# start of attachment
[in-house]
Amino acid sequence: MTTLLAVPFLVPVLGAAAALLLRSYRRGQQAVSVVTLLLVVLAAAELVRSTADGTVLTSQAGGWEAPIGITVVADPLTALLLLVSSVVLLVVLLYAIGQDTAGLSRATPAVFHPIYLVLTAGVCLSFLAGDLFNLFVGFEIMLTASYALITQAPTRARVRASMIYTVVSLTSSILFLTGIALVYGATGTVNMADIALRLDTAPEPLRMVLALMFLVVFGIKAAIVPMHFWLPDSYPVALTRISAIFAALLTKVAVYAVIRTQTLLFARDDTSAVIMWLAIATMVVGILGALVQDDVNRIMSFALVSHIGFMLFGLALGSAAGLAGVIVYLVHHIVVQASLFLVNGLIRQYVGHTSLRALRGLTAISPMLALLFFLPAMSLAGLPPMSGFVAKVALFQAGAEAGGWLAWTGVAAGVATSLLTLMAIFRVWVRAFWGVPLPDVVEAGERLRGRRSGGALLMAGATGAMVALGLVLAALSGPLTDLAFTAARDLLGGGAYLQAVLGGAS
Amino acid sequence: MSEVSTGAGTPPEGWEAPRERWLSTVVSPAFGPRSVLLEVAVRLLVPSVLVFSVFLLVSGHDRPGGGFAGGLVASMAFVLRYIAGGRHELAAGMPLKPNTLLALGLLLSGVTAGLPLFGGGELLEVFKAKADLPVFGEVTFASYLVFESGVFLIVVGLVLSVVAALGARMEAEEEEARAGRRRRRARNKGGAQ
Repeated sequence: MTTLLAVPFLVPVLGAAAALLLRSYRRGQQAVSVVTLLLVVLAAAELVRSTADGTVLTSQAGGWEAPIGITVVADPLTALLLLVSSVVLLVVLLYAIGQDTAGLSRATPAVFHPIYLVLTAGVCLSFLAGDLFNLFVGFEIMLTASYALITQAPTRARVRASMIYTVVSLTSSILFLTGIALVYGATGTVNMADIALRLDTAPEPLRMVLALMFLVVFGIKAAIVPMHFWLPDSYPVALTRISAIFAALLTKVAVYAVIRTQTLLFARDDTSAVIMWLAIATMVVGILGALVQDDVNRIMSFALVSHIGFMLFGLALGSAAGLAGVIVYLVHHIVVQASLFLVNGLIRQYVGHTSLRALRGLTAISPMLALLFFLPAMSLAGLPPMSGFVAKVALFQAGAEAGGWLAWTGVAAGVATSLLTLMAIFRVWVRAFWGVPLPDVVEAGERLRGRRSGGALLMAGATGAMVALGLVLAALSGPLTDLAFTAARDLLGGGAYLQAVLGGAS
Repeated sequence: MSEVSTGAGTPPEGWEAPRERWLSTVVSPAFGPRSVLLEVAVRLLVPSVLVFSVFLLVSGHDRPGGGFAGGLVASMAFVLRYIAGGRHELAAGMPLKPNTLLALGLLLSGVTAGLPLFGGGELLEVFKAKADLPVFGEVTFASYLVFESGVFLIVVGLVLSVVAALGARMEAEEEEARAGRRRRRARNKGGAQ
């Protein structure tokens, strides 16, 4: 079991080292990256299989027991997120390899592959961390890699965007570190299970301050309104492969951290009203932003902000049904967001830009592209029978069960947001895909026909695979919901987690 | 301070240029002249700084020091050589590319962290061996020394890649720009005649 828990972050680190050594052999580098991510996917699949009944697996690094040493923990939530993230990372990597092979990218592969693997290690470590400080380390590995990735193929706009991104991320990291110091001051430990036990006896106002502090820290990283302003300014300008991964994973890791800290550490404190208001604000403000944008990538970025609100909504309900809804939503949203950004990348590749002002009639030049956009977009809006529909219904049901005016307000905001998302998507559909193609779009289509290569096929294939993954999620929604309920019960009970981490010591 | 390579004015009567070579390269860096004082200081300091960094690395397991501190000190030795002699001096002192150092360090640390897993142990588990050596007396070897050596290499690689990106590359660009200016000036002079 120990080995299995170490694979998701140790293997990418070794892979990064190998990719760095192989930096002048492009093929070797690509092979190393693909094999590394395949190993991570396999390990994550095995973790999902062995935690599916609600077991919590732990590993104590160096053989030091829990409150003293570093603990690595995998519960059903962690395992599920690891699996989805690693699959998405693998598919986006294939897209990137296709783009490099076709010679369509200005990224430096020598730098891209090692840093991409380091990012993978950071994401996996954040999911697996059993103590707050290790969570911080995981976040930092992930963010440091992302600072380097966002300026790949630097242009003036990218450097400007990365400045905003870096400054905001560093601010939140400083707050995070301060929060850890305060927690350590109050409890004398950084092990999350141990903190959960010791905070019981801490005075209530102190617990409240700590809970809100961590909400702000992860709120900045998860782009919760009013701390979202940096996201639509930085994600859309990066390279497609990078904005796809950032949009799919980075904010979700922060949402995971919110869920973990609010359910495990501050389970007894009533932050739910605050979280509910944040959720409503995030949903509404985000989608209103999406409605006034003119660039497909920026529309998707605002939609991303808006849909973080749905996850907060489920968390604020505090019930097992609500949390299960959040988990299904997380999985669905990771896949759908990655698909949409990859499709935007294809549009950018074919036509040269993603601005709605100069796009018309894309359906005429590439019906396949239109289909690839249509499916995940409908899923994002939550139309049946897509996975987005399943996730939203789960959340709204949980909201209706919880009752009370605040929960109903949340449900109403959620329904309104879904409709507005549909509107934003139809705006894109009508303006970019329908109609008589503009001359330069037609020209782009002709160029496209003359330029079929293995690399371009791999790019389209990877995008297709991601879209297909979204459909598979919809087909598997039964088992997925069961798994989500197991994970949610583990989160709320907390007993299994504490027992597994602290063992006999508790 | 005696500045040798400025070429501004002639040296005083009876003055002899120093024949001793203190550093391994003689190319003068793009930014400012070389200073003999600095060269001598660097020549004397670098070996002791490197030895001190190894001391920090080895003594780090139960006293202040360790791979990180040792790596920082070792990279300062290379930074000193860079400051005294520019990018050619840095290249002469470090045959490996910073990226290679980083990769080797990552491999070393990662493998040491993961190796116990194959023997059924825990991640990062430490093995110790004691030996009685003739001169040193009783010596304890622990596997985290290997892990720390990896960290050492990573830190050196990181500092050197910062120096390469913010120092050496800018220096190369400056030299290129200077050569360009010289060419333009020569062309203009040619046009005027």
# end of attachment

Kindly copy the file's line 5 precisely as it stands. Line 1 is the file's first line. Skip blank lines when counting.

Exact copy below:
Repeated sequence: MSEVSTGAGTPPEGWEAPRERWLSTVVSPAFGPRSVLLEVAVRLLVPSVLVFSVFLLVSGHDRPGGGFAGGLVASMAFVLRYIAGGRHELAAGMPLKPNTLLALGLLLSGVTAGLPLFGGGELLEVFKAKADLPVFGEVTFASYLVFESGVFLIVVGLVLSVVAALGARMEAEEEEARAGRRRRRARNKGGAQ